lgbasallote
  • lgbasallote
Prove that the product of two odd integers is odd
Mathematics
chestercat
  • chestercat
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lgbasallote
  • lgbasallote
i suppose the first step is to let the integers be a and b
ParthKohli
  • ParthKohli
I'd probably use proof by contrapositive.
klimenkov
  • klimenkov
Let the first one be \(2n+1\), the second - \(2k+1\). Multiply -\((2n+1)(2k+1)=2(2nk+k+n)+1\) - odd.

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anonymous
  • anonymous
note thta the product of two even is even
anonymous
  • anonymous
contrad
ParthKohli
  • ParthKohli
...or the direct proof suggested by @klimenkov
lgbasallote
  • lgbasallote
no one spoil the steps yer......
lgbasallote
  • lgbasallote
let the asker finish what he's typing first...im just too lagged...
lgbasallote
  • lgbasallote
anyway... so i let m = 2k + 1 n = 2x + 1 now... solving for the product mn = (2k + 1)(2x + 1) mn = 4kx + 2k + 2x + 1 then... mn = 2(2kx + k + x) + 1 so it's odd
lgbasallote
  • lgbasallote
but this is just direct proof and too simple and dull....how to prove by contradiction?
lgbasallote
  • lgbasallote
i suppose i do mn = 2y where m and n are odd (2k + 1)(2x+1) = 2y 4kx + 2k + 2x + 1 = 2y then... 4kx + 2k + 2x - 2y = -1 2(2kx + k + x - y) = -1 then... 2kx + k + x - y = -1/2 since k, x and y are integers, the right side should also be an integer. thus, contradiction. is that how it's done?
anonymous
  • anonymous
That's how it's done =) The only thing to point out is that this is not a formal proof. To formalize it, you would need to clearly state all of your assumptions, plus give a reasoning for all of your steps. Then at the end, you would have to explicitly state what contradiction you have uncovered.
lgbasallote
  • lgbasallote
care to elaborate?
anonymous
  • anonymous
\[m*n=(2k)(2x)=2(2kx)\]
anonymous
  • anonymous
the product of two non odd integers is non odd
anonymous
  • anonymous
In this case, the contradiction is that k,x, and y are all integers. The product of integers is an integer, therefore 2kx is an integer. The sum or difference of integers is an integer, therefore 2kx + k + x -y is an integer. You conclude that 2kx + k +x -y = -1/2 So that is a contradiction.
anonymous
  • anonymous
(2k-1)(2k+1) = 4k^2 - 1
lgbasallote
  • lgbasallote
isn't that what i just said?
anonymous
  • anonymous
And the part where I say to state your assumptions, it would simply be what you have there, except you would say "Assume that m and n are odd numbers such that their product is even. M is odd, therefore m = 2k+1 for some integer k. N is odd, therefore n = 2x+1 for some integer x. Their product is even, therefore mn = 2y for some integer y."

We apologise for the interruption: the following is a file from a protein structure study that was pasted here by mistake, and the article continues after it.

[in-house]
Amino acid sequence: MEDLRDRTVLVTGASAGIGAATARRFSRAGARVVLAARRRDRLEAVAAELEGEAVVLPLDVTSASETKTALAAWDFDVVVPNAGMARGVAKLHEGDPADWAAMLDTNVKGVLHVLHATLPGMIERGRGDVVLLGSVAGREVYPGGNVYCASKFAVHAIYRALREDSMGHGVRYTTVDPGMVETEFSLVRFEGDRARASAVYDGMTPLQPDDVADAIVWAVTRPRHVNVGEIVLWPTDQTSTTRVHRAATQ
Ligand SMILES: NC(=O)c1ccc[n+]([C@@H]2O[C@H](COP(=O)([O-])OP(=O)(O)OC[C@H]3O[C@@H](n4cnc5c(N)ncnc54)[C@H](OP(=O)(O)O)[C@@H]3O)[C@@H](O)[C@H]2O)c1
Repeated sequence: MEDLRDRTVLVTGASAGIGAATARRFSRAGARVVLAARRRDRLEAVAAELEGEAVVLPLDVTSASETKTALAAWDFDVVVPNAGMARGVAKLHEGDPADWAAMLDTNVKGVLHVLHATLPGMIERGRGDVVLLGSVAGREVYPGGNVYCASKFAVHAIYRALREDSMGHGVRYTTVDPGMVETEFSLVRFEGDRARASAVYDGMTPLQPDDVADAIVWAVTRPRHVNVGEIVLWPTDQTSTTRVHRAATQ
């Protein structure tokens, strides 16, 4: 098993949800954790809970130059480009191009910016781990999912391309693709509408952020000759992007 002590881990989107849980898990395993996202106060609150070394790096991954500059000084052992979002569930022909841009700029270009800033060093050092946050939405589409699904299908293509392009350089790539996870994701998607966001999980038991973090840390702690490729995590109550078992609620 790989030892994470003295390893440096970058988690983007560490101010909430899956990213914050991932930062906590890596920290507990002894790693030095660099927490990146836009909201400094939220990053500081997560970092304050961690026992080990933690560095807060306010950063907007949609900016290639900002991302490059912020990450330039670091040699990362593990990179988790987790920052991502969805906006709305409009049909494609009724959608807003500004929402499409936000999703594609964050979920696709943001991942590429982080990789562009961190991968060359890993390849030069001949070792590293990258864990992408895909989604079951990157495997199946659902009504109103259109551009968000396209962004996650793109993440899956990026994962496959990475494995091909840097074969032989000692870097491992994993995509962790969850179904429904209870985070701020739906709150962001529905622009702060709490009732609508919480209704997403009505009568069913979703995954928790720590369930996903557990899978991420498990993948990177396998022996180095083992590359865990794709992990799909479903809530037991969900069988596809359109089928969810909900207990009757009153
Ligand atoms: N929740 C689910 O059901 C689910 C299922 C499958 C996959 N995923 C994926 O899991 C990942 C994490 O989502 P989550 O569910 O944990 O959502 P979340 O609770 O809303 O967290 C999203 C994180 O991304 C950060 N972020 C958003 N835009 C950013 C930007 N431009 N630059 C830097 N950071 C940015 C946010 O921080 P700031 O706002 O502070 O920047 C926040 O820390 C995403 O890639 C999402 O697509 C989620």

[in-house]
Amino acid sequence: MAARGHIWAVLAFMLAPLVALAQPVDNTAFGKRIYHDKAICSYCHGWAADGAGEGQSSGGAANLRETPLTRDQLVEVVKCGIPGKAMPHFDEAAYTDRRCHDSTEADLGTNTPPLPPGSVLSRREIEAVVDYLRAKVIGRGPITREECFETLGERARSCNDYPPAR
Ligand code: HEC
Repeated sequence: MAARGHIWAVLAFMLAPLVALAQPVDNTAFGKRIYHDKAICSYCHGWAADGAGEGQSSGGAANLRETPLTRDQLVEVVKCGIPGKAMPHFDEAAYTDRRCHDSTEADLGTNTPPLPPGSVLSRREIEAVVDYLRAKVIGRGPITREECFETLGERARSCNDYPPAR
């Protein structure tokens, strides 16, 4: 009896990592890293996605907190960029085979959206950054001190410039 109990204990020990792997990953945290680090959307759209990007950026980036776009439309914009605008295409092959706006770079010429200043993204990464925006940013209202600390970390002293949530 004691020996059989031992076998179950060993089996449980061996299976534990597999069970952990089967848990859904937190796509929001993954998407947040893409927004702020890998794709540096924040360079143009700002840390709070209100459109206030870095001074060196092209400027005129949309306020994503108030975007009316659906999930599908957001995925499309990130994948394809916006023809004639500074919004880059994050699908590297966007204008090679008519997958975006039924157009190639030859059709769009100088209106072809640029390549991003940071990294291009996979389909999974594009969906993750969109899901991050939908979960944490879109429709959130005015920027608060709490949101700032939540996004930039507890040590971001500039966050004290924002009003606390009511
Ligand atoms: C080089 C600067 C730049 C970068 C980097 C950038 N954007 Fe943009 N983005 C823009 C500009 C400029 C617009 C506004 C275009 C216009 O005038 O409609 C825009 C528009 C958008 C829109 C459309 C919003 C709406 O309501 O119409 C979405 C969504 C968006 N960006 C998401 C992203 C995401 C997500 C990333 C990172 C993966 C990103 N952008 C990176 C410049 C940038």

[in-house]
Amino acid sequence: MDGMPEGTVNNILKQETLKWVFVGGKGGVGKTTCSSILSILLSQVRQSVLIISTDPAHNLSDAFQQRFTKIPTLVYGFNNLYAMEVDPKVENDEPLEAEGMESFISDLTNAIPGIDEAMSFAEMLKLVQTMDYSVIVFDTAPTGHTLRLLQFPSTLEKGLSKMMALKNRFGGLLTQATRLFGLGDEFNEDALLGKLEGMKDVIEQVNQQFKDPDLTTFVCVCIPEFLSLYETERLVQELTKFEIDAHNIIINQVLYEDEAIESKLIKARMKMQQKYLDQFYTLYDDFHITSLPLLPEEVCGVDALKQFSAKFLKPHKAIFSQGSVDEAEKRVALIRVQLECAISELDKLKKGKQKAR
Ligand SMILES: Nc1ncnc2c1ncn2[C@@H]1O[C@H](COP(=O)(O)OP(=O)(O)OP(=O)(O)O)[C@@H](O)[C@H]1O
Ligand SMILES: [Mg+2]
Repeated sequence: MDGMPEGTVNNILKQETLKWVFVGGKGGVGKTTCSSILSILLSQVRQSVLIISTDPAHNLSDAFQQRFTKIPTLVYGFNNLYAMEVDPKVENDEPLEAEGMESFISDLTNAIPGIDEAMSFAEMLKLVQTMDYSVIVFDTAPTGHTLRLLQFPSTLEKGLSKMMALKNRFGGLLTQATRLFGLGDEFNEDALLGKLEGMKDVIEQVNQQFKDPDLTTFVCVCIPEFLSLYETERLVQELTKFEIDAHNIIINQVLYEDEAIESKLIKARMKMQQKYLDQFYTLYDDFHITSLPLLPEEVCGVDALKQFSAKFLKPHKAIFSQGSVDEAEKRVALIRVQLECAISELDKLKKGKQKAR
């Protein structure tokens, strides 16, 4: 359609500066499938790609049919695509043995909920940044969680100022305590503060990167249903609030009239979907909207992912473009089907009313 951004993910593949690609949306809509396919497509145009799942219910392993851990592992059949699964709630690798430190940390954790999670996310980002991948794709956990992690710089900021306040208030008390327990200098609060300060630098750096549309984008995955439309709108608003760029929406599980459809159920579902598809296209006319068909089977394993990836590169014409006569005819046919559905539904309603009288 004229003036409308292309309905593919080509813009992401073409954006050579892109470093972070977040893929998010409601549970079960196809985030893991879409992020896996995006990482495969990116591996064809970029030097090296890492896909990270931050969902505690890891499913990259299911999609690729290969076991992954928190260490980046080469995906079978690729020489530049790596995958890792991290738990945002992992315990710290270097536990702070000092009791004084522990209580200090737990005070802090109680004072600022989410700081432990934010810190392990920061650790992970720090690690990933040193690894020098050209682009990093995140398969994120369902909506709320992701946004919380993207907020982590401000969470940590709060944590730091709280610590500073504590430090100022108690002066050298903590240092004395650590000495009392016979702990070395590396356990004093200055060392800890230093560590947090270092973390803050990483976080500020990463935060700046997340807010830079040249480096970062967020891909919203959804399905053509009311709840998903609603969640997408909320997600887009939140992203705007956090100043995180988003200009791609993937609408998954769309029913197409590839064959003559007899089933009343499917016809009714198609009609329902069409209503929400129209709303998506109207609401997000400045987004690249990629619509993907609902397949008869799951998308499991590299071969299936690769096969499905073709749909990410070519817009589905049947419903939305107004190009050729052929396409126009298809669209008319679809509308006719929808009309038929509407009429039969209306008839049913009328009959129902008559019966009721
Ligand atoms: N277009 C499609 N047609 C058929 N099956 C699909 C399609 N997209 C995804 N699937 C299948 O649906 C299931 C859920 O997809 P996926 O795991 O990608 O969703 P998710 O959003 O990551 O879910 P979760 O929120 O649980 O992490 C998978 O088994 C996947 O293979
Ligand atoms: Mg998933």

anonymous
  • anonymous
It's a slightly neater version of what Klimenkov said...
lgbasallote
  • lgbasallote
@estudier please don;t mix your complicated proofs here......
anonymous
  • anonymous
:-)
anonymous
  • anonymous
LGBA, I'm only nitpicking in the way a college professor would nitpick. Your proof is great, it's just not formal or rigorous the way it is required to be in a college course.
lgbasallote
  • lgbasallote
im not in college...i'm a sophomore high school...
anonymous
  • anonymous
Number theory proofs are allowed to be a bit more casual than , say , analytic proofs...
anonymous
  • anonymous
Haha I know, buddy. And it's incredible that you can write proofs like this already. You're a champion.
lgbasallote
  • lgbasallote
are analytic proofs the ones i do and prefer?
anonymous
  • anonymous
Analytic is fancy calculus, real numers, continuity, blah.....
lgbasallote
  • lgbasallote
so what am i doing?
anonymous
  • anonymous
Estudier, I was never allowed to do any purely algebraic proofs. I was required formal paragraph proofs pretty much 100% of the time.
anonymous
  • anonymous
But my study was certainly skewed towards the analytic side.
lgbasallote
  • lgbasallote
like those geometric proofs with all the tables?
anonymous
  • anonymous
(2k-1)(2k+1) = 4k^2 - 1 QED is an acceptable proof. You can dress it up with some words and put in a paragraph if u like....
anonymous
  • anonymous
CALCULUS LIMIT,AND CONT. PROOFS ARE TYPICAL ANALYTICAL PROOFS
anonymous
  • anonymous
Ew... I totally disagree. You've made so many assumptions there.